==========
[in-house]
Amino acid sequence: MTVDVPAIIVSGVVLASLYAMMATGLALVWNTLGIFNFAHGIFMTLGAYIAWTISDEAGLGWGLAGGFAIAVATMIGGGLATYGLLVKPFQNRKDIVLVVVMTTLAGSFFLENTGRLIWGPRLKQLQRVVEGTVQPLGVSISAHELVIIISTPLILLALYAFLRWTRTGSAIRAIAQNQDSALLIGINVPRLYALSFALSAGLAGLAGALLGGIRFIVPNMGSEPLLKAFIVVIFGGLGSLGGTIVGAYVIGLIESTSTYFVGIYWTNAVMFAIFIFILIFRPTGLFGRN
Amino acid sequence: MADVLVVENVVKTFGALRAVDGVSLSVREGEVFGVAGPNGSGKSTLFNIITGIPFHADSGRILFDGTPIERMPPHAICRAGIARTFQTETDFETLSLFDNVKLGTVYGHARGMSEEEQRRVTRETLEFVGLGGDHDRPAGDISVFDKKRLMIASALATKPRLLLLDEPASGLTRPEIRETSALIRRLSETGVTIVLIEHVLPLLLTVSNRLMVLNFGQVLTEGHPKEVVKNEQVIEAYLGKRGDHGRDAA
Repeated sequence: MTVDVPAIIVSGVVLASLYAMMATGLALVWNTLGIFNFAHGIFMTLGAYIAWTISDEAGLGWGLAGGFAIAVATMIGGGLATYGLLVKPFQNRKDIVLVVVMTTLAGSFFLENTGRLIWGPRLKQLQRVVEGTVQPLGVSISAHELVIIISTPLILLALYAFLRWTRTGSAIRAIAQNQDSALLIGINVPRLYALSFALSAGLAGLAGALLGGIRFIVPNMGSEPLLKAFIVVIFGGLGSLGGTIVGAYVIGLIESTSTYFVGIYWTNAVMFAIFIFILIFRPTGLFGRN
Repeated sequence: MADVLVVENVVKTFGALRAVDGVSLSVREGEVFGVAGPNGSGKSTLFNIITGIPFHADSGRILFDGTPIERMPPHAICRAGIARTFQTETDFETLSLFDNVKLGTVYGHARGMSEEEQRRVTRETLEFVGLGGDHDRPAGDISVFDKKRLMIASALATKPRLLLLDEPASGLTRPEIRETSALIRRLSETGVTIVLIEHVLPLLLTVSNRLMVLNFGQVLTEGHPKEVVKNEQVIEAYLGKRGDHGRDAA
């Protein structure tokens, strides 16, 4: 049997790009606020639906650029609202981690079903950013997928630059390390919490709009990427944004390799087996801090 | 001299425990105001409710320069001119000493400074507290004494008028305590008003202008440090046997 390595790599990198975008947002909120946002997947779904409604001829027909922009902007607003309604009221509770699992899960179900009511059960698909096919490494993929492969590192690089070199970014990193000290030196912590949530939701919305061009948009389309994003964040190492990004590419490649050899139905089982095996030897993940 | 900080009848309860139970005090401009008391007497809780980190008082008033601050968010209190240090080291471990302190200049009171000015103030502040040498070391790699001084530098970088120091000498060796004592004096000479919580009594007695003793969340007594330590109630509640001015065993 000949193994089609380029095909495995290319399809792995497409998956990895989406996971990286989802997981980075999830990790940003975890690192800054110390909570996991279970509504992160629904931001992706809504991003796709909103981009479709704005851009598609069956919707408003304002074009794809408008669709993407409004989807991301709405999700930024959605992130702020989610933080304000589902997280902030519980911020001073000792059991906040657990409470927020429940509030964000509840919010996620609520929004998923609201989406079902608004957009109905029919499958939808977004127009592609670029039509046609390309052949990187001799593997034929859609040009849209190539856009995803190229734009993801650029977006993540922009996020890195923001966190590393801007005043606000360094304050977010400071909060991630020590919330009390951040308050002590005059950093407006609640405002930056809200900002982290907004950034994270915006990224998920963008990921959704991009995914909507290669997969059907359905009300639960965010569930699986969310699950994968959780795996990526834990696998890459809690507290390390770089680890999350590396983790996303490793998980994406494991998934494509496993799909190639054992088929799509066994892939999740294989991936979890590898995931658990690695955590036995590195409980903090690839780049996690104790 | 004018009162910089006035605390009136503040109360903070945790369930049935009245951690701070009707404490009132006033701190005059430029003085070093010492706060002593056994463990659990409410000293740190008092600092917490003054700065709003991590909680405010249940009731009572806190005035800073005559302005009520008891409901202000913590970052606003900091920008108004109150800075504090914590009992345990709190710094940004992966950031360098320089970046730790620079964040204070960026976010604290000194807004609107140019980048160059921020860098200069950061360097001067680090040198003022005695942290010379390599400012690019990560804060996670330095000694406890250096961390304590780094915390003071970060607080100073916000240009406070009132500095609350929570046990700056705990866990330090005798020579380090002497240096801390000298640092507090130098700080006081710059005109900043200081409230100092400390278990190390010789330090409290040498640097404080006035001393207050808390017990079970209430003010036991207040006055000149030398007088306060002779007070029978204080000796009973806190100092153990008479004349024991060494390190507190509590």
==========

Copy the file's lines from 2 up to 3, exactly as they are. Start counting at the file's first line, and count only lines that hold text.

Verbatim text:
Amino acid sequence: MTVDVPAIIVSGVVLASLYAMMATGLALVWNTLGIFNFAHGIFMTLGAYIAWTISDEAGLGWGLAGGFAIAVATMIGGGLATYGLLVKPFQNRKDIVLVVVMTTLAGSFFLENTGRLIWGPRLKQLQRVVEGTVQPLGVSISAHELVIIISTPLILLALYAFLRWTRTGSAIRAIAQNQDSALLIGINVPRLYALSFALSAGLAGLAGALLGGIRFIVPNMGSEPLLKAFIVVIFGGLGSLGGTIVGAYVIGLIESTSTYFVGIYWTNAVMFAIFIFILIFRPTGLFGRN
Amino acid sequence: MADVLVVENVVKTFGALRAVDGVSLSVREGEVFGVAGPNGSGKSTLFNIITGIPFHADSGRILFDGTPIERMPPHAICRAGIARTFQTETDFETLSLFDNVKLGTVYGHARGMSEEEQRRVTRETLEFVGLGGDHDRPAGDISVFDKKRLMIASALATKPRLLLLDEPASGLTRPEIRETSALIRRLSETGVTIVLIEHVLPLLLTVSNRLMVLNFGQVLTEGHPKEVVKNEQVIEAYLGKRGDHGRDAA